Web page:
7. Use discussion boards or groups. These are sites frequented by gangs of people interested in the same thing. Avoid the unmoderated sites, because they're likely to be sp@m targets that generate little bonafide traffÔc. Boards found on member sites are the best. Don't sp@m the board with your subscribe message. Instead, offer some genuinely helpful info. Then sign off with a signature line that includes ezine and subscribe info. You can find some of these groups at groups.yahoo.com, topica.com, and mail-list.com for starters.

8. Sponsor other people's contests. Jenna Glatzer gives away products like her paid newsletter, Absolute Markets Premium Newsletter, to writers' groups, contests, and conferences that request it, regardless of size. I've tried this too, to good effect. Simply run an announcement in your ezine that you'd be happy to sponsor comparable events. Ask them to provide a URL for an event description so you know it's legit. Then offer up your gifts, and ask for a plug for your ezine and for them to talk up your dazzling freebie, as well. Jenna notes that groups she sponsors "often send out ads for us to their lists... just as a thank you."



 


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9. Run quality content. There's no substitute for heartfelt writing plus solid information about a subject that matters. Jenna writes: 'The main reason our list stays so big is our 'letter from the editor' ... Each week, I chronicle my writing life and my triumphs and failures ...when an article is killed, when I'm having trouble finishing a book ... And I share personal things, too, like when my grandfather died... . People write: 'I feel like I know you so well.' And I think that's why they stay on the list, even when their mailbox fills up with dozens of other writer's newsletters.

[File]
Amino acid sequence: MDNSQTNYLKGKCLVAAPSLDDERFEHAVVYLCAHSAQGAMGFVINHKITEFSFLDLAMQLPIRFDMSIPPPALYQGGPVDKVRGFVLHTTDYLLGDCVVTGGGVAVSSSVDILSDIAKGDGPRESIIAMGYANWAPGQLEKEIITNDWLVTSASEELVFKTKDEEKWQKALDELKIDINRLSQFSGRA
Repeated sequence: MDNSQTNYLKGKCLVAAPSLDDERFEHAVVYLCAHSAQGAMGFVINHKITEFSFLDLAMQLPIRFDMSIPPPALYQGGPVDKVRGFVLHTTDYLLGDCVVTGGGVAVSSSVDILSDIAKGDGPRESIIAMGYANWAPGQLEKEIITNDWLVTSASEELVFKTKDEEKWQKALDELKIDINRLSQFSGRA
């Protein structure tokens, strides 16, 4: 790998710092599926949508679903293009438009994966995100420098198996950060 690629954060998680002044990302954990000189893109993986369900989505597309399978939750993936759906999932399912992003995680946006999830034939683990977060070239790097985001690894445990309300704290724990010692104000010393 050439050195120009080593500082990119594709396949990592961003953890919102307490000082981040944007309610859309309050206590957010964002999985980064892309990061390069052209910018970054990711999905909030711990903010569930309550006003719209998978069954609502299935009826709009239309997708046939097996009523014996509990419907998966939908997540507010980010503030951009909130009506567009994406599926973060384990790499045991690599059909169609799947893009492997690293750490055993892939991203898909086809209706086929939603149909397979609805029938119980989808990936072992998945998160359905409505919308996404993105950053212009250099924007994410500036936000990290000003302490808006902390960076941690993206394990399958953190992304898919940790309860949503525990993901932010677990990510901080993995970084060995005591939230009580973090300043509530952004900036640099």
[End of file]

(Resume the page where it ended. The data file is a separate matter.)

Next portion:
10. Allow reprints. Allow any newsletter that wants to reprint your articles do so. I like to have an email requesting permission, so I can enter their info into a big database I use to track where I can send more articles in the future. I end each article with the line: You may reprint this article in your own ezine or website. Simply send an email requesting permission to Email Address. Please be sure to include our full bio box at the end.

11. Create a survey or contest. This would be one of those newsworthy 'ezine events' I mentioned above in point # 6. Make it a fun, relevant question that you could really develop a good, newsy story from. I did a survey asking people what they fought with their spouse/partner/boy or girlfriend about. The results made for the kind of reading offline media enjoy running short, 100-word pieces about (fillers.) I made sure to attribute the survey to my ezine, The Joy Letter, with a mention of the site's basic URL. You can get the technology to run your own survey and collect responses at surveymonkey.com (for a fee) or bravenet.com (for frŽe.)

I think I could actually go on and on. The possibilities seem to be endless. If you try even half of these techniques on a regular basis, you'll find your subscriber rates double and even triple. Here's to building your list... the foundation that much of your traffÔc and success rely on.




 

ABOUT THE AUTHOR:
Suzanne Falter-Barns' website, The Self Help Salon offers tips and tools that help you build your platform and get known as an expert in your field. Sign up for her frŽe ezine, Expert Status, and receive her frŽe report, "25 Top Self Help Literary Agents"